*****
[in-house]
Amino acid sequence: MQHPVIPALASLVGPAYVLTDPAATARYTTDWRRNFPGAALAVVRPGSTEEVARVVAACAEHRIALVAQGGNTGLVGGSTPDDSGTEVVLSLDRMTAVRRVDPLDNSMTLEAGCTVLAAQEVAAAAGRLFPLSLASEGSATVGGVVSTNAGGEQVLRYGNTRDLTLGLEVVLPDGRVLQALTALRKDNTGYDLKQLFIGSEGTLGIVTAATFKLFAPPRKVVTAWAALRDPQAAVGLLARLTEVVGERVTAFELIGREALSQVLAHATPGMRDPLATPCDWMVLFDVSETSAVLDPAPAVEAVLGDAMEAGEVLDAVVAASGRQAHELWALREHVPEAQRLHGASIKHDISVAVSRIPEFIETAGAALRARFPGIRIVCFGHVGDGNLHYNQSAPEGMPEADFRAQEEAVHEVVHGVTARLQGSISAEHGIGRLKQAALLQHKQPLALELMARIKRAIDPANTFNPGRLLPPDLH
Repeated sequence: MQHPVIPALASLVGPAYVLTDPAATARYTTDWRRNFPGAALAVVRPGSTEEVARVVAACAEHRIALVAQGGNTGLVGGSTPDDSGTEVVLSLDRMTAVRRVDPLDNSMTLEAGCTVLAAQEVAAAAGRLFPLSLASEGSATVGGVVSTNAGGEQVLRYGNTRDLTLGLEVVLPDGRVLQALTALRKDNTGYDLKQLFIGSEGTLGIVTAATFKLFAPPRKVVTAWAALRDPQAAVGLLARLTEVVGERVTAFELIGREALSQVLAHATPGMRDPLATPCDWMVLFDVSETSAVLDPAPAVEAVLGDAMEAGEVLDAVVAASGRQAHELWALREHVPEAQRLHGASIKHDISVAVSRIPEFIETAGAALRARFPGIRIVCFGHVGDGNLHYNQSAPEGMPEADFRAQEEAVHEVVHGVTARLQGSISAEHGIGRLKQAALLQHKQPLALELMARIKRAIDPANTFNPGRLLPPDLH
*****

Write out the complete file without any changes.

[in-house]
Amino acid sequence: MQHPVIPALASLVGPAYVLTDPAATARYTTDWRRNFPGAALAVVRPGSTEEVARVVAACAEHRIALVAQGGNTGLVGGSTPDDSGTEVVLSLDRMTAVRRVDPLDNSMTLEAGCTVLAAQEVAAAAGRLFPLSLASEGSATVGGVVSTNAGGEQVLRYGNTRDLTLGLEVVLPDGRVLQALTALRKDNTGYDLKQLFIGSEGTLGIVTAATFKLFAPPRKVVTAWAALRDPQAAVGLLARLTEVVGERVTAFELIGREALSQVLAHATPGMRDPLATPCDWMVLFDVSETSAVLDPAPAVEAVLGDAMEAGEVLDAVVAASGRQAHELWALREHVPEAQRLHGASIKHDISVAVSRIPEFIETAGAALRARFPGIRIVCFGHVGDGNLHYNQSAPEGMPEADFRAQEEAVHEVVHGVTARLQGSISAEHGIGRLKQAALLQHKQPLALELMARIKRAIDPANTFNPGRLLPPDLH
Repeated sequence: MQHPVIPALASLVGPAYVLTDPAATARYTTDWRRNFPGAALAVVRPGSTEEVARVVAACAEHRIALVAQGGNTGLVGGSTPDDSGTEVVLSLDRMTAVRRVDPLDNSMTLEAGCTVLAAQEVAAAAGRLFPLSLASEGSATVGGVVSTNAGGEQVLRYGNTRDLTLGLEVVLPDGRVLQALTALRKDNTGYDLKQLFIGSEGTLGIVTAATFKLFAPPRKVVTAWAALRDPQAAVGLLARLTEVVGERVTAFELIGREALSQVLAHATPGMRDPLATPCDWMVLFDVSETSAVLDPAPAVEAVLGDAMEAGEVLDAVVAASGRQAHELWALREHVPEAQRLHGASIKHDISVAVSRIPEFIETAGAALRARFPGIRIVCFGHVGDGNLHYNQSAPEGMPEADFRAQEEAVHEVVHGVTARLQGSISAEHGIGRLKQAALLQHKQPLALELMARIKRAIDPANTFNPGRLLPPDLH